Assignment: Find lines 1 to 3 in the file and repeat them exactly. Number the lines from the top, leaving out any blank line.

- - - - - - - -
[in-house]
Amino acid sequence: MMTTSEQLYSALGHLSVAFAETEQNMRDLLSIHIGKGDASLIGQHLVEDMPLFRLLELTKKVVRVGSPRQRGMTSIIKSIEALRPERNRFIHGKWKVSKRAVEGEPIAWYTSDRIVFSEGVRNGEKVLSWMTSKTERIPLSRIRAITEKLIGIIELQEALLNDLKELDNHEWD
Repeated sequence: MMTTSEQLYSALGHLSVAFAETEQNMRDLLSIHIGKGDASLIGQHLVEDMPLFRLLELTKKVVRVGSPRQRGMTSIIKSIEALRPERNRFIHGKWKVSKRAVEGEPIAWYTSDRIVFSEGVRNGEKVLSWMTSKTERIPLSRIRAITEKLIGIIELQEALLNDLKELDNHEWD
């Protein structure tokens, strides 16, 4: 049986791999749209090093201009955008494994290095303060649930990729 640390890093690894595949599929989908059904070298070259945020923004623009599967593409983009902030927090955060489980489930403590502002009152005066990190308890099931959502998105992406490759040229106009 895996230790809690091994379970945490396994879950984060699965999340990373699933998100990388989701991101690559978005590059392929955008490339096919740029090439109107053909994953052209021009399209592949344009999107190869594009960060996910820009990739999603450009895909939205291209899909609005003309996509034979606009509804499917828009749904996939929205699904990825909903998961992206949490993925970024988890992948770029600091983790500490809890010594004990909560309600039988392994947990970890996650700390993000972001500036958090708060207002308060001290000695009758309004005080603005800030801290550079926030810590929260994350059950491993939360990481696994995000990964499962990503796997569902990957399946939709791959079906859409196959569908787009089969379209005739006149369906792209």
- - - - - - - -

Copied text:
[in-house]
Amino acid sequence: MMTTSEQLYSALGHLSVAFAETEQNMRDLLSIHIGKGDASLIGQHLVEDMPLFRLLELTKKVVRVGSPRQRGMTSIIKSIEALRPERNRFIHGKWKVSKRAVEGEPIAWYTSDRIVFSEGVRNGEKVLSWMTSKTERIPLSRIRAITEKLIGIIELQEALLNDLKELDNHEWD
Repeated sequence: MMTTSEQLYSALGHLSVAFAETEQNMRDLLSIHIGKGDASLIGQHLVEDMPLFRLLELTKKVVRVGSPRQRGMTSIIKSIEALRPERNRFIHGKWKVSKRAVEGEPIAWYTSDRIVFSEGVRNGEKVLSWMTSKTERIPLSRIRAITEKLIGIIELQEALLNDLKELDNHEWD